Number 12: The Potion Diaries by Amy Alward

The Potion Diaries (Potion, #1)Summary from Goodreads:
When the Princess of Nova accidentally poisons herself with a love potion meant for her crush, she falls crown-over-heels in love with her own reflection. Oops. A nationwide hunt is called to find the cure, with competitors travelling the world for the rarest ingredients, deep in magical forests and frozen tundras, facing death at every turn. Enter Samantha Kemi - an ordinary girl with an extraordinary talent. Sam's family were once the most respected alchemists in the kingdom, but they've fallen on hard times, and winning the hunt would save their reputation. But can Sam really compete with the dazzling powers of the ZoroAster megapharma company? Just how close is Sam willing to get to Zain Aster, her dashing former classmate and enemy, in the meantime? And just to add to the pressure, this quest is ALL OVER social media. And the world news. No big deal, then.

I really enjoyed this book, it was a fun fantasy book with good characters and a very gripping plot and was well-written. I really want to carry on with this series. 

Number 13: Take Back The Skies by Lucy Saxon 

Take Back the Skies (Take Back the Skies, #1)Summary from Goodreads:
Catherine Hunter is the daughter of a senior government official on the island of Anglya. She’s one of the privileged – she has luxurious clothes, plenty to eat, and is protected from the Collections which have ravaged families throughout the land. But Catherine longs to escape the confines of her life, before her dad can marry her off to a government brat and trap her forever. So Catherine becomes Cat, pretends to be a kid escaping the Collections, and stows away on the skyship Stormdancer. As they leave Anglya behind and brave the storms that fill the skies around the islands of Tellus, Cat’s world becomes more turbulent than she could ever have imagined, and dangerous secrets unravel her old life once and for all . .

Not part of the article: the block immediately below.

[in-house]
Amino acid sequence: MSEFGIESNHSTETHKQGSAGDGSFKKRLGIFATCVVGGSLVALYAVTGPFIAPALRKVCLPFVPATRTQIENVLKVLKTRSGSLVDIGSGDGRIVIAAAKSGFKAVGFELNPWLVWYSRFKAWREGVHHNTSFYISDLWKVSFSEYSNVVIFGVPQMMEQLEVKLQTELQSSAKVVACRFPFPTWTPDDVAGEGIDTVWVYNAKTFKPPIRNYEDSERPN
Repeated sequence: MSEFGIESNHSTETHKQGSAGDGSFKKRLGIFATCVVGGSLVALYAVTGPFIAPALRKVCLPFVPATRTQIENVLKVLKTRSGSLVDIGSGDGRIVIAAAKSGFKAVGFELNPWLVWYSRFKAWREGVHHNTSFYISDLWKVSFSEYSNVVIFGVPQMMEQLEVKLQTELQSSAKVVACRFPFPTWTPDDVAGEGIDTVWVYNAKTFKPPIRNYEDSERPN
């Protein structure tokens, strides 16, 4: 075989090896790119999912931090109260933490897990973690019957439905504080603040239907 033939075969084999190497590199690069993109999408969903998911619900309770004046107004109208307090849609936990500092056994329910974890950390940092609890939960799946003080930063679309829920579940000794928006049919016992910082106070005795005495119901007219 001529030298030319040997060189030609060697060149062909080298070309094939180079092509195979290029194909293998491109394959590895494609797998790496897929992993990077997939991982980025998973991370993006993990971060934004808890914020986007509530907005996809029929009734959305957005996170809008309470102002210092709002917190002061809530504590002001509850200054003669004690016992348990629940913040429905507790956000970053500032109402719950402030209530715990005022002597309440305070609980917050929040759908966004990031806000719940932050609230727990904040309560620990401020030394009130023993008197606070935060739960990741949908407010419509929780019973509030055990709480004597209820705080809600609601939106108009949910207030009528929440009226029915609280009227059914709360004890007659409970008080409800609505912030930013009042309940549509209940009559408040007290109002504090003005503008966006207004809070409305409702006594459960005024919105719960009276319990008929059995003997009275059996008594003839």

I have been reading this book since May and because of exams and school I stopped reading it. I also found it hard to continue with this book as the bad reviews but I managed and then I enjoyed it so much, the writing was good and I liked the plot well apart from the ending as it broke me. 

Number 14: Chopstix by A.T. Raydan 

ChopstixSummary from Goodreads:
Wendy Wu is an ordinary teenager who lives with her parents. She has always been taught about the virtues of peace, tranquillity and respect, always to use spoken word instead of violence. When fate delivers a cruel blow, her life is turned upside down. Mentally and emotionally Wendy struggles to come to terms with the changes and pretends that nothing has happened. Each evening, Wendy hides away in her room and passes time by continuing to make chopsticks for the family restaurant that is no more; the very same chopsticks that are soon to become her weapon for serving justice... A tale of betrayal, adventure and revenge. 

This has some really bad reviews on goodreads only having a 2.80 rating but I really enjoyed it. However I can see why people dislike this book. Although I did find the writing very childish, I really enjoyed the plot and the characters were interesting, I would happily read more in this series. 

Number 15: Supreme:Blue Rose by Warren Ellis

Supreme: Blue RoseSummary from Goodreads:
"You are not dreaming. We are trying to communicate with you. Local reality has been reinstalled. Things have gone wrong. The revision has corrupted. Finding Ethan Crane is your supreme priority. Do not trust Darius Dax. We are all going to die." Supreme: Blue Rose re-introduces the central Image Comics character Supreme, in a multi-layered and often hallucinatory mystery presented by New York Times bestselling writer Warren Ellis and acclaimed new artist Tula Lotay in her astonishing graphic novel debut.

Although I got confused with the plot, I fell in love with the art work and it was a good graphic novel and I would happily read anymore in this series. 

What have you read this month? Leave them in the comments below. 

See you soon,